We — Pamela, Beere Briggs, Bill McDonald and Natalie McDonald (along with public school teacher Judy Feuer-Walden) – have written a short book (136 pages) that we hope reassures, inspires and as Natalie would says works as a “a call to action” for all children’s right to a fulfilling and nurturing education. We tell our story, Judy writes letters to readers about her classroom experience and how the lessons learned from the schoolhouse can be transferred to the traditional school setting, and we’ve included many short “wisdom boxes” that include research that has allowed us to add tools to our life ditty bag (a ditty bag is a “toolbox” cinematographers use). Our book is the perfect reassuring and inspiring antidote for these days when all of us are thinking about ways to get through the pandemic with our spirits intact and then move forward with the wisdoms we’ve gained.
Our Kickstarter campaign to publish the book launched on Saturday, December 12 and ended on January 7, 2021. We successfully reached our goal, which covered the cost of the beautiful final book design and first print run. We also included in our Kickstarter something for readers of all ages: MS. APRIL’S POTTED PLANTS, a 20-page picture book/Zine that Pamela wrote and Natalie illustrated that delightfully introduces a creative teacher’s way of celebrating the unique beauty of each learner (and each plant). This is a wonderful book to remind ourselves or someone we love of each person’s unique beauty and needs, or to give as a gift to anyone whose spirits need boosting, or as a “thank you” to a teacher who “helped you grow.”
Here are some reviews of THE SCHOOLHOUSE EXPERIMENT and below them two samples pages from MS. APRIL’S POTTED PLANTS: “I love the way the book weaves together personal story, a teacher’s letters to readers and hand-picked golden nuggets of expert advice. I am sure so many people will find this book so helpful. I hope all the parents anxious about their kid’s education right now get to read it.”—Maria Raquel Bozzi, parent and Senior Director of Education & International Initiatives, Film Independent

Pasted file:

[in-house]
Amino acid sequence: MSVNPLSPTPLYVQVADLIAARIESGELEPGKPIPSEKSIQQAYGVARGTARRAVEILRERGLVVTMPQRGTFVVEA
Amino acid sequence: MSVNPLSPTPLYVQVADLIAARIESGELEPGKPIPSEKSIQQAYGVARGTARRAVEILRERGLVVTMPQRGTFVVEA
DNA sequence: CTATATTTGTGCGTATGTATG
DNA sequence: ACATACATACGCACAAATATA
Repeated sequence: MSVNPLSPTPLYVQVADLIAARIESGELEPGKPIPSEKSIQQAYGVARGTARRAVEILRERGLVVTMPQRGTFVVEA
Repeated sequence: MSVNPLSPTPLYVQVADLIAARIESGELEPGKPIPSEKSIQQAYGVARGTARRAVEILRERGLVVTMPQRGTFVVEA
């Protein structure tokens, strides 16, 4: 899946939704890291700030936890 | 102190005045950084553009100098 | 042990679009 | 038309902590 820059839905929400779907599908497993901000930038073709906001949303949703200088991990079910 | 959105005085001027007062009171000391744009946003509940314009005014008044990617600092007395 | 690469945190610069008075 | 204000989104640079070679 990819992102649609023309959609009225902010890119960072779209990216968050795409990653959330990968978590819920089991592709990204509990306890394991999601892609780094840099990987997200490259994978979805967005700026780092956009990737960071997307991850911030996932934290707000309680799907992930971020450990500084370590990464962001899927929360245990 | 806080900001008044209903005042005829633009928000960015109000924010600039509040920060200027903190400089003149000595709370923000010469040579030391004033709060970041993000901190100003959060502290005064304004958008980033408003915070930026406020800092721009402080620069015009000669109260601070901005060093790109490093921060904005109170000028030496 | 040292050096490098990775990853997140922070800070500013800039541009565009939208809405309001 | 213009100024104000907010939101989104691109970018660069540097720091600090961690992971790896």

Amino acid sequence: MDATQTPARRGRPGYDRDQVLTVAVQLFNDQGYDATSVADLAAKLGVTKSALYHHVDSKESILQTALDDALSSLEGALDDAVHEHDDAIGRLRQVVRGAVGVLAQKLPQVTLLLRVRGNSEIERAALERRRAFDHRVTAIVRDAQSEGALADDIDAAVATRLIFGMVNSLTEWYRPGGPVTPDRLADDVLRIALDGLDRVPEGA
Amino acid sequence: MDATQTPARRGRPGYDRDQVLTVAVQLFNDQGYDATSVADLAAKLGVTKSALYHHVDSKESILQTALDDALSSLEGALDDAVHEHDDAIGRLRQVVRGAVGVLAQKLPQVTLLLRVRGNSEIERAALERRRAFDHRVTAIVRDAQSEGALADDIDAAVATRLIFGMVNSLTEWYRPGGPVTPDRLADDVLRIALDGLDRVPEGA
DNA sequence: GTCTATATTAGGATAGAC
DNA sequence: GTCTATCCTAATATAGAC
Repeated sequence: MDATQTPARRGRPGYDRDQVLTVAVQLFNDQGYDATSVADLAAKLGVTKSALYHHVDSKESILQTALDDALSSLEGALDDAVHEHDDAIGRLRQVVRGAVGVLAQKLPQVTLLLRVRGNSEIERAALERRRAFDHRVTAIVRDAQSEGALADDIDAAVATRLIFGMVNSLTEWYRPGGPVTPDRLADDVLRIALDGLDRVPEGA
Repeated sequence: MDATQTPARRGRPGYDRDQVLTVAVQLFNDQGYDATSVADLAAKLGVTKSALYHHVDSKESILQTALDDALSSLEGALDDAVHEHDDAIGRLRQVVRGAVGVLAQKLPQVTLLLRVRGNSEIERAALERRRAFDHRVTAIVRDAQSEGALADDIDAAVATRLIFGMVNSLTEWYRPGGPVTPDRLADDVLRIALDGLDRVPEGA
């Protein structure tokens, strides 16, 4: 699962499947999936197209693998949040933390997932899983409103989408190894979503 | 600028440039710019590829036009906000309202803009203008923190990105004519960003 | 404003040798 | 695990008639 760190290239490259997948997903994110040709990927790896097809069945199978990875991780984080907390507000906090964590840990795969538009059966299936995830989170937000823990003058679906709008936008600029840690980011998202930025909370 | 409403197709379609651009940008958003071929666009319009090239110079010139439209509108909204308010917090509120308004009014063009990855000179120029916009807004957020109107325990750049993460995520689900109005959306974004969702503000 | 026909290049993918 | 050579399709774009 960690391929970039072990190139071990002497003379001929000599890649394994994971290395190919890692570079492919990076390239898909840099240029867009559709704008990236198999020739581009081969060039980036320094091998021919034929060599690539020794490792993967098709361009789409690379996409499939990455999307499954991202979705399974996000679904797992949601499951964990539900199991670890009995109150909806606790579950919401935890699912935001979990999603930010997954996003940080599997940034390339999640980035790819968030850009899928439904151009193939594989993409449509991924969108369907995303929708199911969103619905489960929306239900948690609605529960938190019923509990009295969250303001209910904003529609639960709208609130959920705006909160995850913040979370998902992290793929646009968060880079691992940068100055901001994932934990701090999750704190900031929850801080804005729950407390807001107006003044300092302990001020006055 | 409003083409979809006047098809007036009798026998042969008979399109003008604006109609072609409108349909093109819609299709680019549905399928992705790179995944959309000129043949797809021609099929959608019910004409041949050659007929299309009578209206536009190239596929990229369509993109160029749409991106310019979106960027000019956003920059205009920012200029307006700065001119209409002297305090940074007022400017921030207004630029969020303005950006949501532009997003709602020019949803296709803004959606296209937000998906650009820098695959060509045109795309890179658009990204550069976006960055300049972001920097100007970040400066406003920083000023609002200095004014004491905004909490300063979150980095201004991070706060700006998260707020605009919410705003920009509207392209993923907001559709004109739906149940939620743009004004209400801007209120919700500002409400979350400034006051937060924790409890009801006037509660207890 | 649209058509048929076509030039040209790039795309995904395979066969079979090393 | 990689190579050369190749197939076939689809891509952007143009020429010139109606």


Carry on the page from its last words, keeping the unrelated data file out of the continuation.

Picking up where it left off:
“This is a true story about a family’s deep love of learning and what would grow from their passion, amounting to a unique, thoughtful, and compelling approach to the education of their daughter. Without giving it away, the intense curiosity that is cultivated in this young woman, and the pure joy she experiences in her backyard schoolhouse is what we all want for our children, enabling them to become lifelong learners and global citizens. A worthy read of any parent, student, or educator. Thank you Pamela Beere Briggs, Bill McDonald, and Natalie McDonald for sharing your story with us.”—Erica Flener, Academic/College/Life Planning, BIGPICTURE
“Learning about the schoolhouse experiment has allowed me to see things in a different light, reframing my view of what is possible in education.”—Judith Feuer-Walden, recently retired public elementary school teacher, co-author of THE SCHOOLHOUSE EXPERIMENT